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Unpublished Paper
Cause Judging
ExpressO (2013)
  • Justin Hansford

Building on the framework of “cause lawyering” scholarship, this Article explores the fact that, in a similar tradition as a “cause lawyering” law practice animated by dedication to a cause, “cause judging” exists as well. This insight has implications for judicial ethics norms. The hyper-partisan nature of modern American life has already cast doubt on the possibility that politically appointed judges can ever truly attain the “appearance of impartiality” demanded by judicial recusal standards. Instead, judicial ethics norms should embrace the fact that judges have moral and political ideals that inform their rulings when they exercise judicial discretion, and that some judges are cause judges. This acknowledgment would allow for an analysis of our judicial recusal regime that delineates between fair and unfair instances of cause juding. To illustrate, the case of United States v. Marcus Garvey and the Agent Orange case are juxtaposed, demonstrating that, in light of the reality of cause judging, an “appearance of fairness” standard would work better than the current regime. It would recognize that fair cause judging adds value to the profession in the same vein that cause lawyering does, while additionally improving public confidence in the judiciary by promoting transparency and reinforcing a sense of fairness.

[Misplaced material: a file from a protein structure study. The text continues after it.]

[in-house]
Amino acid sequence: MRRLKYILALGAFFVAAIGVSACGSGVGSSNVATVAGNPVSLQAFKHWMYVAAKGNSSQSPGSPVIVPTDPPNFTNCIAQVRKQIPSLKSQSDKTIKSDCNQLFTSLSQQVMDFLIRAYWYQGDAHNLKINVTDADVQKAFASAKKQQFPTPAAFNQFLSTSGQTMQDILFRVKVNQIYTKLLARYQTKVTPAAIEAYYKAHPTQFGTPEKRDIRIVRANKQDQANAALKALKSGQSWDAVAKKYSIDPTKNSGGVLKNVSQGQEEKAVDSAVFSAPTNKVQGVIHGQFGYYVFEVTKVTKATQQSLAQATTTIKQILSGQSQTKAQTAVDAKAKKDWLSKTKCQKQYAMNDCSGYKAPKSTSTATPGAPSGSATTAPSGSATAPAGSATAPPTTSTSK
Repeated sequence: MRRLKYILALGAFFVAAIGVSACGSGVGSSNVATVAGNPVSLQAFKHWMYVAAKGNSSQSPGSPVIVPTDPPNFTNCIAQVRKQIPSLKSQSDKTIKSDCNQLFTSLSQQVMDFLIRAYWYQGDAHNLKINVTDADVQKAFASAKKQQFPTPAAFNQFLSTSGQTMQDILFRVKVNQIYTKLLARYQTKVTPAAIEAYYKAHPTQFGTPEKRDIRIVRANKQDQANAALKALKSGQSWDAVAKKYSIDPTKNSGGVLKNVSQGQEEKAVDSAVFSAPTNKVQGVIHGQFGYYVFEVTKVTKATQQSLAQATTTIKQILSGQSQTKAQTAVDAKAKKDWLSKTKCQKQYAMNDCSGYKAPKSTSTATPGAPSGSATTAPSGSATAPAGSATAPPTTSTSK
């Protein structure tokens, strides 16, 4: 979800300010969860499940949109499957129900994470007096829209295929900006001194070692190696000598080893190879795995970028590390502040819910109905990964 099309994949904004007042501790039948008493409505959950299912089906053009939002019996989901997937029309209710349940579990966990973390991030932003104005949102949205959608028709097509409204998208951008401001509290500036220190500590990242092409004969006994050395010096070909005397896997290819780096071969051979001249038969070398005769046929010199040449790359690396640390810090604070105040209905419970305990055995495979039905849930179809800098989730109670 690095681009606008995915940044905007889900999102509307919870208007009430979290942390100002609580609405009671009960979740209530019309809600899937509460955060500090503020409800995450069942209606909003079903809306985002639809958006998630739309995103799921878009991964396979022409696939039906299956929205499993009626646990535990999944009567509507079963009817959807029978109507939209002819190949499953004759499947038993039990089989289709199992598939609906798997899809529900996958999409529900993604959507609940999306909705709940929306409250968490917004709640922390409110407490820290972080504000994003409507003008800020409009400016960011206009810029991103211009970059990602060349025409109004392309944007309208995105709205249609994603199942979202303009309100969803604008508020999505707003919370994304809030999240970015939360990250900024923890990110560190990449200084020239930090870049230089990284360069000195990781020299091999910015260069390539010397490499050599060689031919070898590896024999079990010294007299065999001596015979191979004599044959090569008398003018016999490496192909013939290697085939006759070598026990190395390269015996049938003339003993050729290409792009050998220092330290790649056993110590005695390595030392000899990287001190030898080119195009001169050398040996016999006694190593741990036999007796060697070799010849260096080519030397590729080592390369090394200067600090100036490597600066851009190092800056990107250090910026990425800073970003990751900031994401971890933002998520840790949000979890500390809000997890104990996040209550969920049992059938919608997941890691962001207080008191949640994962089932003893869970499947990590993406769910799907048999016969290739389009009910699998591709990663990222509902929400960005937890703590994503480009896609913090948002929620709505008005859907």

• Judicial Activism,
  • Cause Lawyering,
  • Judicial Ethics,
  • Legal History,
  • Judicial Recusal,
  • Appearance of Impartiality,
  • Impartiality,
  • Bias
Publication Date
March 18, 2013
Citation Information
Justin Hansford. "Cause Judging" ExpressO (2013)
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